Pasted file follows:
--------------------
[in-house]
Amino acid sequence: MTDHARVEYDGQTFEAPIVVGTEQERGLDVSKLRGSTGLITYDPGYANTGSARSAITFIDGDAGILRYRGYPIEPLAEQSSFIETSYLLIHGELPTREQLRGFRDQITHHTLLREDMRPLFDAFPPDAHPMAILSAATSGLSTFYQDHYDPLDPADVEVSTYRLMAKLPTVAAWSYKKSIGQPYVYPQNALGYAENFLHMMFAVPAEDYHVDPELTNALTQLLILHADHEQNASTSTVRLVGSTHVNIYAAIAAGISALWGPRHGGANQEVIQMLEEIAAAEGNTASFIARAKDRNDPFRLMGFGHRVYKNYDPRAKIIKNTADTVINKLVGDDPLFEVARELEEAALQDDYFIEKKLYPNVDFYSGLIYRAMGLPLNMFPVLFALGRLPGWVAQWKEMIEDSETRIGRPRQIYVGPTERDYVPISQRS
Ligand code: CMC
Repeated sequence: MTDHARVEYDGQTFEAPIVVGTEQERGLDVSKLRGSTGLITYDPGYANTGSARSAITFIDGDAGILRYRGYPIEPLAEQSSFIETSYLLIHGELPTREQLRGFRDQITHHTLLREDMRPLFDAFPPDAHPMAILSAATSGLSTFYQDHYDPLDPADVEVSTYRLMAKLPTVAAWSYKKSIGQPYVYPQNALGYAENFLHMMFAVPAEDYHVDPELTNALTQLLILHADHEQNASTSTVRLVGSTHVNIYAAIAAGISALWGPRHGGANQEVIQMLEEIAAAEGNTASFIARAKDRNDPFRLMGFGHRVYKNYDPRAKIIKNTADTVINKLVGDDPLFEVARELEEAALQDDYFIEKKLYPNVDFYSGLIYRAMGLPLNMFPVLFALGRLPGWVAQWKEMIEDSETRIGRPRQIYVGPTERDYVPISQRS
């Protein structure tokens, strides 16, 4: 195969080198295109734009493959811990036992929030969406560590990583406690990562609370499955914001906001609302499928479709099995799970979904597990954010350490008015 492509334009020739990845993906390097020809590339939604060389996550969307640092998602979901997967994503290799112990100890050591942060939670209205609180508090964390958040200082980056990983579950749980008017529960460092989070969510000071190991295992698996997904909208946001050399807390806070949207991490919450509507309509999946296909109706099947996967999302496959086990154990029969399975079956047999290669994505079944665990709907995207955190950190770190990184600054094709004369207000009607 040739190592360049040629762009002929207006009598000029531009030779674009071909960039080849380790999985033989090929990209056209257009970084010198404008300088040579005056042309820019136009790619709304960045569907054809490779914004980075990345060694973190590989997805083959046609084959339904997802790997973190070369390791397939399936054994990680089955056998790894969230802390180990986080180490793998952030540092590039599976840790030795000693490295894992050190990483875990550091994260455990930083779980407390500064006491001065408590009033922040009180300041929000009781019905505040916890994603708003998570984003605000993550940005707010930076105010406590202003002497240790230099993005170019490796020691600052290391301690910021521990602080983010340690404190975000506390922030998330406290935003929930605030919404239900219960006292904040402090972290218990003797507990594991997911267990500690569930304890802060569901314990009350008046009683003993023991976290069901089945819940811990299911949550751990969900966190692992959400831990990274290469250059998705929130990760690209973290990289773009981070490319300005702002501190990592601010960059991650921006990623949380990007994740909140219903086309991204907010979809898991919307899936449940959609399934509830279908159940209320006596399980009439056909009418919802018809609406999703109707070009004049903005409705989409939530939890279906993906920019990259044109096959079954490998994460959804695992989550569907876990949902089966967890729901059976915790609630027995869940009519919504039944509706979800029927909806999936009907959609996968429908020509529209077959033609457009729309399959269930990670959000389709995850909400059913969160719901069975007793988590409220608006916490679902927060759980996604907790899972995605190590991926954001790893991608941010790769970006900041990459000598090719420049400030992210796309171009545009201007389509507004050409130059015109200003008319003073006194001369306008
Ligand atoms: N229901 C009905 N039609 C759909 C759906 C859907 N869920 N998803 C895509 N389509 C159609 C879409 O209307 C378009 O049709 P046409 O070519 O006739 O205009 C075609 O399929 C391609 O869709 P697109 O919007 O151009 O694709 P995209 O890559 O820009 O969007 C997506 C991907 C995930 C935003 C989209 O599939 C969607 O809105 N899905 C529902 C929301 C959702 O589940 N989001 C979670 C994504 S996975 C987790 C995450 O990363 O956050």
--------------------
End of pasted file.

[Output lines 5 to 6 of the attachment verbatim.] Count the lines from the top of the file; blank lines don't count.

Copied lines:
């Protein structure tokens, strides 16, 4: 195969080198295109734009493959811990036992929030969406560590990583406690990562609370499955914001906001609302499928479709099995799970979904597990954010350490008015 492509334009020739990845993906390097020809590339939604060389996550969307640092998602979901997967994503290799112990100890050591942060939670209205609180508090964390958040200082980056990983579950749980008017529960460092989070969510000071190991295992698996997904909208946001050399807390806070949207991490919450509507309509999946296909109706099947996967999302496959086990154990029969399975079956047999290669994505079944665990709907995207955190950190770190990184600054094709004369207000009607 040739190592360049040629762009002929207006009598000029531009030779674009071909960039080849380790999985033989090929990209056209257009970084010198404008300088040579005056042309820019136009790619709304960045569907054809490779914004980075990345060694973190590989997805083959046609084959339904997802790997973190070369390791397939399936054994990680089955056998790894969230802390180990986080180490793998952030540092590039599976840790030795000693490295894992050190990483875990550091994260455990930083779980407390500064006491001065408590009033922040009180300041929000009781019905505040916890994603708003998570984003605000993550940005707010930076105010406590202003002497240790230099993005170019490796020691600052290391301690910021521990602080983010340690404190975000506390922030998330406290935003929930605030919404239900219960006292904040402090972290218990003797507990594991997911267990500690569930304890802060569901314990009350008046009683003993023991976290069901089945819940811990299911949550751990969900966190692992959400831990990274290469250059998705929130990760690209973290990289773009981070490319300005702002501190990592601010960059991650921006990623949380990007994740909140219903086309991204907010979809898991919307899936449940959609399934509830279908159940209320006596399980009439056909009418919802018809609406999703109707070009004049903005409705989409939530939890279906993906920019990259044109096959079954490998994460959804695992989550569907876990949902089966967890729901059976915790609630027995869940009519919504039944509706979800029927909806999936009907959609996968429908020509529209077959033609457009729309399959269930990670959000389709995850909400059913969160719901069975007793988590409220608006916490679902927060759980996604907790899972995605190590991926954001790893991608941010790769970006900041990459000598090719420049400030992210796309171009545009201007389509507004050409130059015109200003008319003073006194001369306008
Ligand atoms: N229901 C009905 N039609 C759909 C759906 C859907 N869920 N998803 C895509 N389509 C159609 C879409 O209307 C378009 O049709 P046409 O070519 O006739 O205009 C075609 O399929 C391609 O869709 P697109 O919007 O151009 O694709 P995209 O890559 O820009 O969007 C997506 C991907 C995930 C935003 C989209 O599939 C969607 O809105 N899905 C529902 C929301 C959702 O589940 N989001 C979670 C994504 S996975 C987790 C995450 O990363 O956050």